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How to keep your application code separated from customization code

If you have developed an application you may want to install several copies of it, for example for different customers. If so, you may at some point need to customize a copy to meet specific customer demands. This creates a maintenance problem: if you need to do maintenance on the common code base of the application, you will have to change each copy separately. This is unnecessarily elaborate and error-prone.

Copying one or two folders with common code is not a problem as long as you do not modify the copied code. To avoid modifications to the common code you can put the common code in abstract superclasses and override it in customization subclasses. We call this a code maintenance scheme.

When you introduce a code maintenance scheme you first need to identify the concrete subclasses you want to be customizable. In general this will be all the concrete classes in the domain model and all the concrete classes in the user interface. Then you need to create a separate classFolder for the abstract superclasses. We advise you create a common classFolder for all your (organizations) abstract superclasses and a subfolder in that folder for each application. Then you create an abstract superclass for each concrete subclass, with a prefixed name. You put all the code in the abstract superclass and leave the concrete subclass empty for future customization. Make sure you do never instantiate an abstract superclass. Always instantiate the concrete subclass instead. For an example of an application using a code maintenance scheme
see example 10.

Your application will probably not only use its own concrete subclasses, but also some of the predefined concrete subclasses defined by the phpPeanuts framework. PhpPeanuts follows a code maintenance scheme of its own: to separate your code from the framework code many classes of the phpPeanuts user interface have already been subclassed. You can find these subclasses in the root classFolder. You can copy these concrete subclasses to your application classFolder if you need to override framework behavior when you want your overrides to be specific to the application.

Now what if you need to customize the above overrides of framework behavior for a specific deployment? You can put your own abstract superclasses IN BETWEEN the concrete subclasses and the framework superclasses. Basically you do the same as you did with your own concrete subclasses: subclass them from your own abstract superclasses. Only, in order to inherit the common framework behavior, subclass each abstract superclass from the frameworks abstract superclass. For an example see example10.MenuPart, its abstract superclass my.example10.MyMenuPart and the original concrete class from before the code maintenance scheme was introduced: example9.MenuPart.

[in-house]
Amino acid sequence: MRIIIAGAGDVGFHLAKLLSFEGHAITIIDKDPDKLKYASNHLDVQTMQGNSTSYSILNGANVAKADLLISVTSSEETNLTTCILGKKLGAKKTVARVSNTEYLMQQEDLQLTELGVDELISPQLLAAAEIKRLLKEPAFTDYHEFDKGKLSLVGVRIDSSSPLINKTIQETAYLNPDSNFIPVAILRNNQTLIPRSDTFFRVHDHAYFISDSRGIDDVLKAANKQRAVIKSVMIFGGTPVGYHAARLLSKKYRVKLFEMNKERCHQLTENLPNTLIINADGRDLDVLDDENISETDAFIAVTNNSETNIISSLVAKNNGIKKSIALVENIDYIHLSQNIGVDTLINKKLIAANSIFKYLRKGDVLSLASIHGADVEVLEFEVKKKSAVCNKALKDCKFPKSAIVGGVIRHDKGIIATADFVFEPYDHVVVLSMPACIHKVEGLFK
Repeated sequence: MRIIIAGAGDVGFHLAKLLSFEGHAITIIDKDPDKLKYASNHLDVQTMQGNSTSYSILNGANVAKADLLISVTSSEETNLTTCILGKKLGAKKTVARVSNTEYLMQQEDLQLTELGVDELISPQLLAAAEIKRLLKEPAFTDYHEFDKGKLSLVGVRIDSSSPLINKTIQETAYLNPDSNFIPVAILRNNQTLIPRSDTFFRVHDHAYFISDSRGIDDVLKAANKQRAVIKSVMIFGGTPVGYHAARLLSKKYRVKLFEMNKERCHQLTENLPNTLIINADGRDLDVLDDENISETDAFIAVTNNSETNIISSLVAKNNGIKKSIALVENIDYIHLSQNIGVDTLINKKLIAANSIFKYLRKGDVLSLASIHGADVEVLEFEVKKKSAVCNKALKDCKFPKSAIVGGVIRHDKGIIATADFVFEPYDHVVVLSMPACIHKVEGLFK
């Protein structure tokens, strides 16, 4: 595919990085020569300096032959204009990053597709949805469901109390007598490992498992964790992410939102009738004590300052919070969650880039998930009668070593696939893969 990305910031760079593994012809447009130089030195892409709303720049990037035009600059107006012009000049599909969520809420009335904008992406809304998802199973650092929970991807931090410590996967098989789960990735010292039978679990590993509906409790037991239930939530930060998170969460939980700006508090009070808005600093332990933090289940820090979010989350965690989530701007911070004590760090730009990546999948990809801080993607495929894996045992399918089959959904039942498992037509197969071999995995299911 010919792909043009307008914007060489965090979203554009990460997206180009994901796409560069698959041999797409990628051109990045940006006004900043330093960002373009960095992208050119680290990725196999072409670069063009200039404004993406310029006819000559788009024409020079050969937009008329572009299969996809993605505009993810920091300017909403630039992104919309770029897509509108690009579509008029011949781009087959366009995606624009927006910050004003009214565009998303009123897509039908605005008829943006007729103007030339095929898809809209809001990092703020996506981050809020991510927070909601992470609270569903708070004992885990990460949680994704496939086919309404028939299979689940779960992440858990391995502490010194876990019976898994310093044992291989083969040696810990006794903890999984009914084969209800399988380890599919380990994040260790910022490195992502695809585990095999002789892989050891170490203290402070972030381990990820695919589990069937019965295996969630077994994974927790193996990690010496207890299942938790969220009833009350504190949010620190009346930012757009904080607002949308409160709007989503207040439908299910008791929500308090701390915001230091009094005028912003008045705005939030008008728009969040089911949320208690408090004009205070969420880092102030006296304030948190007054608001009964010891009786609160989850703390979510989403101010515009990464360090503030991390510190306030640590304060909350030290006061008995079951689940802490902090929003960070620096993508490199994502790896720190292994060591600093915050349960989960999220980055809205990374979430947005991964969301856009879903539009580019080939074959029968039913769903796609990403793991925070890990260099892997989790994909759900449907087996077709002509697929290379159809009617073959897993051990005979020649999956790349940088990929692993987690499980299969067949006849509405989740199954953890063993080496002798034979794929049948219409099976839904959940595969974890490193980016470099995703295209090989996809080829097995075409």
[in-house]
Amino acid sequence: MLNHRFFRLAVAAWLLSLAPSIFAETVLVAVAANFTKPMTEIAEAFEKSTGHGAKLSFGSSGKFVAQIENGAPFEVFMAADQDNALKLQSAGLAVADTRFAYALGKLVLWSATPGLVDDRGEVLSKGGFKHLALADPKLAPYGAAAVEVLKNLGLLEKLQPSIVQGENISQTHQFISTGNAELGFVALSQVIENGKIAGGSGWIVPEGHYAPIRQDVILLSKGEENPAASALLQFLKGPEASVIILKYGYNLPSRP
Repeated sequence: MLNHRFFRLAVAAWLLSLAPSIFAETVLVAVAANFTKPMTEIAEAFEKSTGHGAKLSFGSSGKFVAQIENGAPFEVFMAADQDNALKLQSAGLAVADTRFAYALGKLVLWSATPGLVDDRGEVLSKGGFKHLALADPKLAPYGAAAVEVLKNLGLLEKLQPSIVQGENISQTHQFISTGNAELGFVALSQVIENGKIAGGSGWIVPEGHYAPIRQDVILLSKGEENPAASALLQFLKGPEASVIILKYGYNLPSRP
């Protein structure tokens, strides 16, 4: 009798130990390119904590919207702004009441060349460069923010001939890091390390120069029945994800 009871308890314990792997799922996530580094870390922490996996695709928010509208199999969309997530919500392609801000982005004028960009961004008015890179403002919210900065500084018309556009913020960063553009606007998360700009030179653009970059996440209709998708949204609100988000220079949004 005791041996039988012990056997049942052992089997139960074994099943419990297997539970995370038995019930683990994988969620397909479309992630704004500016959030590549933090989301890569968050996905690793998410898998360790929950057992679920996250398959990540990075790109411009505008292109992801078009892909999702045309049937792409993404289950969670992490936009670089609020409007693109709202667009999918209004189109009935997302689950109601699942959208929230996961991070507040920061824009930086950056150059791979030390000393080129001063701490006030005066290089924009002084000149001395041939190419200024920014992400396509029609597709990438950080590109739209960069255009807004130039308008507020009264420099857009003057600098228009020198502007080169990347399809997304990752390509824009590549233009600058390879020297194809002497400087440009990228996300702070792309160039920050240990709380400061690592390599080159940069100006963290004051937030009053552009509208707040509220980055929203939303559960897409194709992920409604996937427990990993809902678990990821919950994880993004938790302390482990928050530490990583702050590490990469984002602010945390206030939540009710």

With intermediate abstract superclasses you can not only combine your own code maintenance scheme with that of the phpPeanuts framework, but also add more separation layers to your own code. For example you may first customize an application for different locales and then customize further for different deployments of different customers. The locale specific intermediate superclasses will then be in between the generic application superclasses and the deployment-specific concrete subclasses. Or the other way around, if you have a customer that needs the same application in different localizations, and he needs customizations that are common to all locales.

Finally a word about the limitations of these code maintenance schemes: if you need to customize behavior inherited from higher layers of abstract superclasses, it may lead to duplication of overrides in all concrete subclasses. This can be resolved by using delegation instead of inheritance. For example we could have printed all buttons from a method printButtonsPanel defined on PntPage. But then you could only override the printing of buttons for an individual page class. Instead we created a ButtonsPanel part that prints the panel and lets instances of ButtonPart print the buttons. Now you can override one of these and it will work for all pages.